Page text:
On the night of the Fourth, I sit in the dark alongside family and friends after we spent the day together connecting, talking, playing in the sun. Below us, we watch the lightening bugs rise up from the drying summer grass. Above us, the crescent moon bows down toward us and so many others clustered companionably in backyards and parks to watch the evening display invented by people thousands of years ago yet innovated anew each year. More colours, shapes, and movements than I remember.
I marvel at the technology today and so many years ago; watch the smoke clouds hang silently in the sky, each a pleasant reminder of the order of the show.
The booms echo into the valley below us. My young, sweet child marvels ‘wow’, exclaiming ‘it’s my first time’. The crickets provide the high notes.
I begin to mentally acknowledge the environmental impact of fireworks, while wondering how we’ll ever explain how it felt to experience them when we’ve phased them out for something more sustainable. I reel sideways emotionally when I think of having to let go of the nearness of my American family when we return to Scotland, or how recently my towering adult nephew was just as small as my own little one.
It was a collective moment of celebration, togetherness, and peace.
The next morning, I learned that in two separate cities there was gun violence during celebrations. Booming sounds on the 4th will forever remind families of those they lost while gathering with their community to watch a simple parade.
Parades. Churches. Schools. Stores. Movie theaters. Night clubs. Another example of the mundane turned murderous.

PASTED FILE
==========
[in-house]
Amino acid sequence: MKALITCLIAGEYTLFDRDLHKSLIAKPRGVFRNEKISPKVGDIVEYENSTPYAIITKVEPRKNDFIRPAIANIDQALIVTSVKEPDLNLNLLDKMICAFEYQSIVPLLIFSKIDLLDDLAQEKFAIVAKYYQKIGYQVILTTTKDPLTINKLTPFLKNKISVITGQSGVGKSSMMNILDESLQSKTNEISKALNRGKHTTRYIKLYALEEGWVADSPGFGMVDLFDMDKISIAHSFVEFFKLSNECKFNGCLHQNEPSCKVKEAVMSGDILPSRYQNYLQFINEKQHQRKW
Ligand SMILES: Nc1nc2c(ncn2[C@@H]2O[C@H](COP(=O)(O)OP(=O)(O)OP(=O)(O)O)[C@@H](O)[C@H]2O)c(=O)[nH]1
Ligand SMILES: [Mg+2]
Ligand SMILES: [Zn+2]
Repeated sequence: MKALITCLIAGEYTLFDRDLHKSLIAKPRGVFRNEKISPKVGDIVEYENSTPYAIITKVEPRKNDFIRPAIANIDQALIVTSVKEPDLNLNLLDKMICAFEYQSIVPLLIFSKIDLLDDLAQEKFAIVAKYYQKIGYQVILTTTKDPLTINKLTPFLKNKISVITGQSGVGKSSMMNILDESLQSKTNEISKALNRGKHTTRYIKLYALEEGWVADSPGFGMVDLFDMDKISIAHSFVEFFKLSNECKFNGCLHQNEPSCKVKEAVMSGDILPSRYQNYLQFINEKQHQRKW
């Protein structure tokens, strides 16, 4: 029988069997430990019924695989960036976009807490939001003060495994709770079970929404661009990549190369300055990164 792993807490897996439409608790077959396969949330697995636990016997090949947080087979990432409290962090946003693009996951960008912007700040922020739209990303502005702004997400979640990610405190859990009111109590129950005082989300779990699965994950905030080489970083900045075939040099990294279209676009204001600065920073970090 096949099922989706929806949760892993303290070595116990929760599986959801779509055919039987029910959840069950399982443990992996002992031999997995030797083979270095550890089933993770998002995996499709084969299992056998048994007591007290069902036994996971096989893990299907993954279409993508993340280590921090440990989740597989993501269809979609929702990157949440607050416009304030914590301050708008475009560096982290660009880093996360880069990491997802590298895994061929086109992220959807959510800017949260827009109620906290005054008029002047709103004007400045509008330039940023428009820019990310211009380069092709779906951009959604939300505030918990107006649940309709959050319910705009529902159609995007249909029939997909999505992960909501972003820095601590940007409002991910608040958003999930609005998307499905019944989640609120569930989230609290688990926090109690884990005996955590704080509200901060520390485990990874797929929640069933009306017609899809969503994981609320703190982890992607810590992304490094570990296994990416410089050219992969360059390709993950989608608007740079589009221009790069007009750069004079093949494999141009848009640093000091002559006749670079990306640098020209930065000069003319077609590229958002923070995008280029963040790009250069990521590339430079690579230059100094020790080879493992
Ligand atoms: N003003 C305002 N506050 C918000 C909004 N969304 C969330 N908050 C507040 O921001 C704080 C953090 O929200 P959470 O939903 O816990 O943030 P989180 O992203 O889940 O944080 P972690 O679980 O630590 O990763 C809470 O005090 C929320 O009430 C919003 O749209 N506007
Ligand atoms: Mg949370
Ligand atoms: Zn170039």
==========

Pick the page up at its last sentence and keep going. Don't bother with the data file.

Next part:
In this birth county of mine, I feel fearful. I know that for those who are forced to work around systemic inequality and trudge through daily micro-agressions, this fear isn’t new.
I am fearful for my family, myself, our friends, neighbours, communities, and the identity of the nation. In a time when we should be recognising and repairing past wrongs, and present hatred and injustice, the violence, hatred, and division are escalating. Some pretend this vitriol and violence is freedom. They pretend it is what it means to be American.
I choose to believe in the goal of the ‘Land of the Free’, knowing it will only come when all are truly free. Autonomy over one’s own body and life, with access to equitable services, resources, education, and healthcare create freedom, not removing or restricting life or liberty for others.
Americans are from everywhere. They’re even born anywhere. Their traditions, religions, beliefs, skin colours, gender identities, languages, and any other group markers create the multitude of ideas and experiences that tie this vast nation together.
In this country that feels so broken, hurting, and violent, fear could keep us from gathering, connecting, and being visible allies and vocal advocates. How do we move this country away from the path of Land of the Fearful or Freedom (and safety!) for the Few?